I returned to the left-hand side of the road and resumed my run. It wasn't too long after that when I noticed that I felt somewhat light-headed. I slowed down to a walk in an attempt to regain greater balance. Not working. I then told myself that I better cross over to the right-hand side of the highway while I still can, and not wait until I passed out. The challenge was that I had no way of calling my vehicle back, as I did not have a cell phone with me. You know the feeling right after you stare directly at a camera flash at very close range? I was already on the brink of that. I could have sworn that my vision was beginning to dim, and I was already seeing imaginary amoeba-like objects floating before my eyes. As soon as I reached the other side of the road, I gathered my composure under the shade of a small tree. It was hot as hell beyond the shade. I rested for a couple of minutes, and when I felt somewhat certain that the worst of that episode had already passed, I resumed my walk. It was a veeeery slow walk. After a couple hundred meters, I stumbled upon another runner's support vehicle, a dark green Isuzu Highlander - a virtual oasis in the middle of the desert. I asked for some water (I received some in a large, ice-cold bottle), said thank you, and went on my way. Good Samaritans - where would we all be without them?

Without returning to the left-hand side of the road (sorry, BR!), I walked the rest of the way to the rendezvous point at BDM Kilometer Post 70. If I was going to faint, I wanted to faint where other support vehicles would find me. I drank some of the water and poured the rest on my weary head. There were to be no more dizzy spells until I hit the milestone. As soon I was reunited with my support vehicle, I downed a can of Mountain Dew and ate - inhaled - a chocolate bar (Chocomucho!).

Reunited and it feels so good...

As I sat under the shade of my vehicle's hatched door, I asked myself, "What the hell happened back there?" It was a rhetorical question, of course. It was definitely the heat, the exhaustion, and the fact that I was doing what I was doing in a sleep-deprived state.

Everybody livens up for pictures

After 11 hours, 45 minutes, and 24 seconds of running and walking in uneven proportions, I made it to the 70-kilometer mark. I wouldn't say I was still very strong at that point, but I knew I still had more than enough left in the tank to go all the way. I was already feeling some mild discomfort in my injured shin, but I was certain that it was just the strain caused by exertion, and not the recurrence of shin splints. Lost amidst my dizzy spell was the fact that, as early as four kilometers ago, my right knee already felt numb and had some swelling. I knew something wasn't right.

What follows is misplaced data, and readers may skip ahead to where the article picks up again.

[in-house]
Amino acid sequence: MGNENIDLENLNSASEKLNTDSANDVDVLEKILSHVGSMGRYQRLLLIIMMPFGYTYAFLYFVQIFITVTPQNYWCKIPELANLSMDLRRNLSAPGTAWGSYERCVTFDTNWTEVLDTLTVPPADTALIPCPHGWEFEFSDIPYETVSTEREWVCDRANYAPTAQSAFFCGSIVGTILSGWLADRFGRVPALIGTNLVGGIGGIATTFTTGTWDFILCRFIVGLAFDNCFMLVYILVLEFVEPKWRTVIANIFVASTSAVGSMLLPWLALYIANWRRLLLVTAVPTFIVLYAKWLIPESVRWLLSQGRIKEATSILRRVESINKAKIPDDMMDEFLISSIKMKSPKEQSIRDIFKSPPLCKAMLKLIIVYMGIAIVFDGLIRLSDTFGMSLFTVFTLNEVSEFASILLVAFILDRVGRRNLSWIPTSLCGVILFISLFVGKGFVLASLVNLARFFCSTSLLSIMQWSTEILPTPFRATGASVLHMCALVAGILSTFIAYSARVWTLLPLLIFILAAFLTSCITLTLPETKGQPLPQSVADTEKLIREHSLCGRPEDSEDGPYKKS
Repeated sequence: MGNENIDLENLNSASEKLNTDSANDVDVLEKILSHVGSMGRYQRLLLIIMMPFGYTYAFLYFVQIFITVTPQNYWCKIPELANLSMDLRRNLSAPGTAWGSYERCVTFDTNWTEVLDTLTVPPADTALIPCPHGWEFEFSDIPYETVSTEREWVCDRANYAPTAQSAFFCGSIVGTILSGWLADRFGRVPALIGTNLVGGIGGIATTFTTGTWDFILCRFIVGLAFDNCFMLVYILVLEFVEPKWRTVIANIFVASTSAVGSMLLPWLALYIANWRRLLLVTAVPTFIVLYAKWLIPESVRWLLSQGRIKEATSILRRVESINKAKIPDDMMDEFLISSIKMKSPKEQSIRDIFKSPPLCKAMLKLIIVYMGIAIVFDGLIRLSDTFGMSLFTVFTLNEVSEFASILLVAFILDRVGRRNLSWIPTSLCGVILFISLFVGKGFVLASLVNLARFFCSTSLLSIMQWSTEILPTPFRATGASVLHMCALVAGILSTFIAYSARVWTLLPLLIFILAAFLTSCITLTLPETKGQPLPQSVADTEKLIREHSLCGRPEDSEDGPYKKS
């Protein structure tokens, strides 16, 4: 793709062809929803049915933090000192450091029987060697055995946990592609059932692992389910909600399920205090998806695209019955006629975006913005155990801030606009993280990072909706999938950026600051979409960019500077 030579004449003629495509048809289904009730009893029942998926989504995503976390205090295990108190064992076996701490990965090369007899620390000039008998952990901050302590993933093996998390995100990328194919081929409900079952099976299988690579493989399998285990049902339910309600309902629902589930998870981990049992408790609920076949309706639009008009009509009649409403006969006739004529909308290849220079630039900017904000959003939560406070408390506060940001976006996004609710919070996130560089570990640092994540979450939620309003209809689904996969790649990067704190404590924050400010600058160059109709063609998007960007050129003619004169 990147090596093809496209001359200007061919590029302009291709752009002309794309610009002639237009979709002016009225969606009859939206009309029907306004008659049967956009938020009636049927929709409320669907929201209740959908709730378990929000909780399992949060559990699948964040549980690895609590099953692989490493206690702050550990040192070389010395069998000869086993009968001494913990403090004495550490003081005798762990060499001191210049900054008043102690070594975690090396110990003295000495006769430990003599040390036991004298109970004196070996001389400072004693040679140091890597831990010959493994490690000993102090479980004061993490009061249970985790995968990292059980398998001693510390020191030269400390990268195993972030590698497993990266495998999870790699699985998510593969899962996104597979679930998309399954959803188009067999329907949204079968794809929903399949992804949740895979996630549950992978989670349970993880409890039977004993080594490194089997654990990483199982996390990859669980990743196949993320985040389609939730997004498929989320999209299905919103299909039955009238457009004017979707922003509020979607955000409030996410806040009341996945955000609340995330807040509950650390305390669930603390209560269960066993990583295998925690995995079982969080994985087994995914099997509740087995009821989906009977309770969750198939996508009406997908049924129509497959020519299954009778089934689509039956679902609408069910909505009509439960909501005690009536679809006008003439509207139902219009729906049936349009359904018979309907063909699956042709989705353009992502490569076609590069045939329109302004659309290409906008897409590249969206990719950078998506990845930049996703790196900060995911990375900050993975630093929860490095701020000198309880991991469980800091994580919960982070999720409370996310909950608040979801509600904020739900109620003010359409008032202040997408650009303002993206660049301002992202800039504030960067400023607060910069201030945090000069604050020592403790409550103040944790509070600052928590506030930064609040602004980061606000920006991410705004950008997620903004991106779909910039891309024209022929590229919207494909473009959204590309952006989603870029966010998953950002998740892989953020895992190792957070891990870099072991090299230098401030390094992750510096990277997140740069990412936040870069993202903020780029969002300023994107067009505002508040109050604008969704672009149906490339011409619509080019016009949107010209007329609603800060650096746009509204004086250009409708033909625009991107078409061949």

Bored to Death while Marching: Km 71 to Km 80

It was almost 10:00 a.m. of Sunday. I had one of my longer pit stops in Km 70, as I readied myself for one final push. The next long break was going to be somewhere along Km 80-80 in Guagua, Pampanga. The sky was annoyingly clear and totally devoid of clouds. There was no chance in hell that the day would suddenly turn overcast. If I was going to have my first BDM finish, I will have to do it under the sun. You asked for it, you got it. Now, deal with it.

On to the next province!

I did not have fond memories of Pampanga from the last test run. Pampanga was notorious for only one thing - and it sure as hell was neither sisig nor halo-halo. To my mind, the province was notorious for its national highway with unpaved and uneven shoulders. I vividly recalled how the gravel-strewn shoulder tortured my inflamed shin during the second BDM test run. Back then, I winced in pain each time I stepped on a stone or a pebble that forced my left foot to hit the ground awkwardly. I loved Bataan for its even highway shoulders and interior streets, but I flat-out dreaded Pampanga.

To minimize the risk of re-injuring my shin, I decided that I would walk when the surface was uneven, and sneak in a run whenever the highway was clear. By doing this, I thought, I would also be able to rest my legs in preparation for the homestretch. I had all of six hours to cover the last 32 kilometers, so I had time. I can walk for most of the next 17 kilometers and then run-walk the last 12. It sounded like a good plan, so I went ahead and traded running for very brisk walking. By that time, BDM 102 had already turned into one big walkathon. It was amusing because, although I was walking, I was still able to overtake around five other runners. A couple of runners whom I chatted with actually planned to just walk all the way to San Fernando.